She got off her bike and began to walk, putting the bike between us. There was silence as what she had said sank in. I never thought my sister would want to be anything like me. Then, with an exaggerated gasp and widening eyes, Connie squeaked, “Just as long as I’m not as short as you!”

We both began to giggle at her familiar Gidget routine while I pondered the eternal question of “will I ever be taller?” Momma said I would grow “in due time” and “not to worry about something so unimportant.”

So, I didn’t. After all, my stature provided nicknames from my family that offered a peculiar sense of security. But Connie saw my shortness as a fault that only she could compensate for when the going got rough. Just as it was about to that morning.

We had just reached the edge of Pappy’s property when we saw the enemy approaching. The gray gander was sneaking toward us, wings just beginning to spread as an odd hissing sound began to climb out his open beak. The hair stood up on the back of my neck as I watched the silvery gray and white feathers begin to tremble and flutter. Fear paralyzed me as the hissing became ominous. Then Connie was pushing the bike and newspaper at me.

“You ride up to the house while I distract him. You’re not big enough to outrun him.”

With no time to protest, I straddled the bike, gripping the paper between my left hand and a blue tasseled handlebar, and sucked in my breath as Connie gave me a starting shove. Panicking, I realized my short legs were a problem. I belatedly wondered if my luck might have been better at outrunning the angry fowl. Somehow my feet and bike pedals connected. As I started toward the house, I glanced back just long enough to see Connie headed toward the barn with the gander clipping at her heels.

Suddenly, the world turned upside down. The front wheel met the large gravel of the driveway and the bike and I parted company. The ground met my bruised shin and a cry of pain escaped. That was Connie’s undoing.

Connie stopped to assess my situation. The goose seized the opportunity to attach himself to my sister’s right leg. The scream was loud enough for the whole county to hear. The entire barnyard was startled, including the gander, who let go. Connie began to run in circles amidst flying dust, dandelion seeds, and feathers. As I struggled to my feet, I knew in my soul that fowl was not going to give up the chase. Connie’s scream had infuriated the bird, making him more determined for a taste of blood.

It was then I recalled a Calamity Jane and Cartwright brothers’ escapade where I had eluded my siblings by running into a cornfield. Dad had often warned us not to do it because we could become disoriented and not find our way back. As evidence, he cited the number of kittens that failed to return after their mothers had taken them for their first hunting lesson. Unlike a squalling kitten, I had made it back and lost my pursuers. But maybe one could lose a mean old gander in the maze.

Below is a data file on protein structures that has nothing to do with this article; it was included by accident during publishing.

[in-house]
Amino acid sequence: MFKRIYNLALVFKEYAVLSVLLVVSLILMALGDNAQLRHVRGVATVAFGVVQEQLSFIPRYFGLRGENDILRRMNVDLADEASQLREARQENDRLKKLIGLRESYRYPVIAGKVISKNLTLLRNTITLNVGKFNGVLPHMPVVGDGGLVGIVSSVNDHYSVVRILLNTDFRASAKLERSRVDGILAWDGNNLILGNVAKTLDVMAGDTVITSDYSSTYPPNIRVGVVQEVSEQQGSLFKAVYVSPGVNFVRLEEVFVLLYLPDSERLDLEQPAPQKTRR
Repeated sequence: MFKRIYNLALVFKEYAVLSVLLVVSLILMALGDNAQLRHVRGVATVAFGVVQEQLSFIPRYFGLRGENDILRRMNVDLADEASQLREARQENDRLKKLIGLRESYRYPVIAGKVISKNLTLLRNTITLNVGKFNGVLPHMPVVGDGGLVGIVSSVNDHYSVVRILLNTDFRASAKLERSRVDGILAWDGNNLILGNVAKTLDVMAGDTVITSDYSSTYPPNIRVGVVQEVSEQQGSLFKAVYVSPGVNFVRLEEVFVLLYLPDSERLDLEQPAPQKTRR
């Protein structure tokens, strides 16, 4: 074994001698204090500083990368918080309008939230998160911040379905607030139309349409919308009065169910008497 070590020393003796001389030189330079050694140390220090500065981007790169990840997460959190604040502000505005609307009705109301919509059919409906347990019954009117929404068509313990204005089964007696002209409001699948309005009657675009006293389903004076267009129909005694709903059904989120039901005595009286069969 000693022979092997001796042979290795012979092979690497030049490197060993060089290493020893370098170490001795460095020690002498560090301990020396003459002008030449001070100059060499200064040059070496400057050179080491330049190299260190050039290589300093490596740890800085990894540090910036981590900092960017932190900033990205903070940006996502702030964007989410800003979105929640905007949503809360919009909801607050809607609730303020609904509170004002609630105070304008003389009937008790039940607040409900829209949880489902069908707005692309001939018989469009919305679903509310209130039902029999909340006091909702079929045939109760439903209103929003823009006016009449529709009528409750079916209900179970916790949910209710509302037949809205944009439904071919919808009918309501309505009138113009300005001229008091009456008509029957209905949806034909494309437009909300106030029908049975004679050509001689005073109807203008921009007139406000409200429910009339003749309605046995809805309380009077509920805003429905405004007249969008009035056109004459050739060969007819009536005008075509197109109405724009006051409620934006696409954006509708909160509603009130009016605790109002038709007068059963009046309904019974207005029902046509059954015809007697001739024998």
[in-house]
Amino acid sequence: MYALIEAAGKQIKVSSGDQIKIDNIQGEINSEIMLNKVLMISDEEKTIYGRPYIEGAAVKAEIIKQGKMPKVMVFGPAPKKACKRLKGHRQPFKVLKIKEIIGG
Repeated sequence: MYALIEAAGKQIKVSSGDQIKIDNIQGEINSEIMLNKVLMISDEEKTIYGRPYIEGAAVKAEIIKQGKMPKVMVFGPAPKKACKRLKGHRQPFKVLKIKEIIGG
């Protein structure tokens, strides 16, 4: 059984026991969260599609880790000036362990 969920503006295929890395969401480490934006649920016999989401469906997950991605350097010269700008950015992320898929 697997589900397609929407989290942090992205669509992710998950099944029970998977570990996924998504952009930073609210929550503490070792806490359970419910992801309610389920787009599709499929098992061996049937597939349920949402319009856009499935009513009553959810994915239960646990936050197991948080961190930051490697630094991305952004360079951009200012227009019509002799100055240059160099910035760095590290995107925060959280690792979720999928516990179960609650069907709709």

“Connie! The cornfield!” I yelled, hoping that in her desperation she might for once heed the advice of her little sister. Fear outweighing pride, Connie veered into the cornfield, the gander hissing and honking right after her. I ran to the front porch, bumping headlong into Grandma, who was wiping her flour-covered hand on her bib apron. The unmistakable aroma of sorghum had followed her out the door.

Grandma grabbed me long enough to steady me and take a quick assessment of my blood-streaked leg. Then she turned toward the barnyard. “Pappy!” she yelled, not breaking her stride. She was heading out to the shed by the chicken coop.

“But Grandma, Connie’s over there in …”

“I know,” she said. “Go get your Pappy. He’s in the hayloft.”

I ran to the barn. Pappy was in the habit of catching a little shut-eye after the morning and afternoon chores. Already spent, I wasn’t sure I had the strength to climb to the loft, but the commotion had awakened Pappy and he was already coming down the ladder.

“Hello, Mary,” he said as he brushed past me. “Ever taste goose before?” My mouth dropped open as I heard him chuckle under his breath.

In the meantime, Connie, still shrieking, had worked her way through the corn to the area closest to the back of the house. I followed Pappy, who was following Grandma. I shuddered when I saw what was in Grandma’s hand. The ax normally appeared only on “hens-to-market” day, which was still a few weeks away.

We stopped at the edge of the field. The three of us listened to get an idea where the gander and his quarry might be. The sound of my sister screaming and clawing her way through the corn reminded me of a panic-stricken heifer.

Grandma turned to Pappy and I caught a subtle nod of his head. A silent agreement passed between them and I knew that what was supposed to be our Thanksgiving goose was going to be a birthday dinner for my sister.

Grandma had had enough. They had never raised a goose before. It had arrived as a bundle of down in the early spring from a neighbor’s flock but had quickly grown into an ill-tempered, bad-mannered, 30-pound featherweight. Just the week before it had attacked the mailman bringing a package to the door. The gander had chased the man back to his car and there had been no mail delivered for two days. Dad had been a victim along with his best Sunday pants. There had been other close calls, but this was different. This was Connie. Grandma loved all her grandkids, but she and Connie had something special. Momma called it a kindred spirit.